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Oregonian, OR, 01/30/04 (Oregonian) – A long, jaunty red leopard-print skirt made by one of her classmates hangs on the wall as inspiration. But first, Ramla Mohamed must learn to sew a seam.
"Look," sewing teacher Abdulaziz Haji says. "One . . . two."
Haji folds over the scrap fabric twice and deftly inserts straight pins. He was a professional tailor in Somalia; in Oregon, he sews wallets in a factory. Haji sends Mohamed, 15, to practice on an empty sewing machine in a row of a half-dozen.
Dressed head-to-toe in the traditional flowing outfits they hope to someday make, the Somali refugee women -- ranging from teens to grandmothers -- alternately work and chat in bursts. They meet three times a week at the Somali Community Service Coalition of Oregon center in Southwest Portland.
The sewing class is a sign of a refugee community coming of age. Somalis starting arriving in the Portland area in the early 1990s, when civil war devastated the east African country. Community members estimate there are about 3,500 in Oregon today.
At first, life was about survival. Refugee service agencies helped the men find jobs, and women stayed home with the children. Needs were basic: rent, food and school for the children. There wasn't time to think about the Somali tradition of having clothes tailor-made.
But over time, the women complained they were bored at home all day. Families had trouble-making ends meet on one income. The two or three Somali tailors in town were backlogged whenever there were special occasions.
So organizers of the 3-year-old Somali community coalition obtained a $10,000 Oregon Community Foundation grant to buy sewing machines and start a classes and job training programs. The classes are held three times a week, and about 45 women attend.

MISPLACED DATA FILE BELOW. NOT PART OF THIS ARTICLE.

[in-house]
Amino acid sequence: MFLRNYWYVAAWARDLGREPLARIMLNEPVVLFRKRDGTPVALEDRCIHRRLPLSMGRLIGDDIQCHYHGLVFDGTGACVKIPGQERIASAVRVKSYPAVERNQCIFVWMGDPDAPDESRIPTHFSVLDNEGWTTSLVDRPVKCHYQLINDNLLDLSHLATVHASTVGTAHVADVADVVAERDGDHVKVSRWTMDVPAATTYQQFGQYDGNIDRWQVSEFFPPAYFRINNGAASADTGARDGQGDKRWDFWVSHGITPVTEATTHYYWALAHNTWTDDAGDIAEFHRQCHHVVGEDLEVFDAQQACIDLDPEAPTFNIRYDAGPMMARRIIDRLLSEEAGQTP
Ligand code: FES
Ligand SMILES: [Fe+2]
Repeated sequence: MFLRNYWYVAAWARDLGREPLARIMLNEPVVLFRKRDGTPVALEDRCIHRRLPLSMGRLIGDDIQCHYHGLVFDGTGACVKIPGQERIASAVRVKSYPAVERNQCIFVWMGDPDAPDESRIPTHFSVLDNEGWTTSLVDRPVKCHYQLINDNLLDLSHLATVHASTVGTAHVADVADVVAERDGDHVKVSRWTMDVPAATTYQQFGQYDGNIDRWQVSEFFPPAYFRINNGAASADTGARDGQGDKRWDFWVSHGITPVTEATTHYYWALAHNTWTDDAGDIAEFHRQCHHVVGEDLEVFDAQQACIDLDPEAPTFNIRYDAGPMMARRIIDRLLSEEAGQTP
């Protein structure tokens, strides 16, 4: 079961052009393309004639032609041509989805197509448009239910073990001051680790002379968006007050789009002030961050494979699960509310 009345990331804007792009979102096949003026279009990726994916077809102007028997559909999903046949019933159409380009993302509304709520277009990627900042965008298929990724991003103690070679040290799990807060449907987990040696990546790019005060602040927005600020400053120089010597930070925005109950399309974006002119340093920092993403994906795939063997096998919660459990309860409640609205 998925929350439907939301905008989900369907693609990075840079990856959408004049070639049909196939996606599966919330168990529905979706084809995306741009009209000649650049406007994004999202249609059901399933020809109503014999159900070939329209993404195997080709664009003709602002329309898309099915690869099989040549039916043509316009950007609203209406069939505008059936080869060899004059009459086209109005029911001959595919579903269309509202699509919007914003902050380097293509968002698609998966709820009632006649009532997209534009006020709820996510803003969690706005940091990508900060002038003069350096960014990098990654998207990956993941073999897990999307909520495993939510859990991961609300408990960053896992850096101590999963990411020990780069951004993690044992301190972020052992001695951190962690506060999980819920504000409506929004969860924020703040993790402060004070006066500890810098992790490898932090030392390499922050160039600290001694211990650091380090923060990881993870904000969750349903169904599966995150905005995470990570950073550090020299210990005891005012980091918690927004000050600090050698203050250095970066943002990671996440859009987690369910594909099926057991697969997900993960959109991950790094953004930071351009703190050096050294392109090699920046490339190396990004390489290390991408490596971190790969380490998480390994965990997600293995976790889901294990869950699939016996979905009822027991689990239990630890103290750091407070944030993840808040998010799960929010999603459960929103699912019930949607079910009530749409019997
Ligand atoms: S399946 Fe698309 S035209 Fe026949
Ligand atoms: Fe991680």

Organizers say this program happened because they've learned to apply for grants and come up with community-based solutions to problems. Like most refugee and immigrant communities, they're creating their own economy by meeting specific needs, such as halal foods, which meet Muslim dietary guidelines, and traditional clothing.
The upbeat mood at the center on sewing-class days is a long way from the dark days after Sept. 11, 2001, says Farhia Omar, who helps run the program. Back then, women were afraid to go out because many of them had been harassed for wearing traditional Muslim dress.
The community has come together more across the traditional tribal dividing lines of north and south Somalia as well, Omar said. In addition, they are preparing for the anticipated arrival of a couple of hundred Bantu refugees, members of an ethnic group that was historically a slave class in Somalia and has faced severe discrimination in modern times.
"America has enhanced our solidarity as Somalis," said Omar, 24, an Aloha resident. "When you wear traditional clothes, you feel a sense of belonging. It makes you feel that even if you are far away from home, you still have something from there."
In addition, women who want western clothes, as many do, have trouble buying them off the rack because of religious conventions. Ankle-length skirts often have slits that are too high, and many clothes are too fitted, Omar said.
"I can make clothes for my kids, and mend them if they tear them. It saves money," Fartun Warsame, 25, of Aloha, says through an interpreter. "Before, I was just home with the kids. Now I'm getting skills."
Bashir Warsame (no relation to Fartun), the Somali coalition's president, said the organization has come a long way since its early days of barely being able to pay its rent in the strip-mall space it occupies on Southwest Barbur Boulevard.
In addition to the Oregon Community Foundation grant, the coalition has started a computer-training program with grants from the Meyer Memorial Trust and the Black United Fund of Oregon. It just embarked on a partnership with Neighborhood House Inc. to provide a parent-child development program, called Midnimo African Collaboration, for Somali and Oromo (from Ethiopia) refugees in Multnomah County.
The coalition is ever-growing, and the next challenge is to find money to lease more space for its activities, Bashir Warsame said.
"We've come a long way in three years," he said. "We're learning every day."
Angie Chuang: 503-221-8219; firstname.lastname@example.org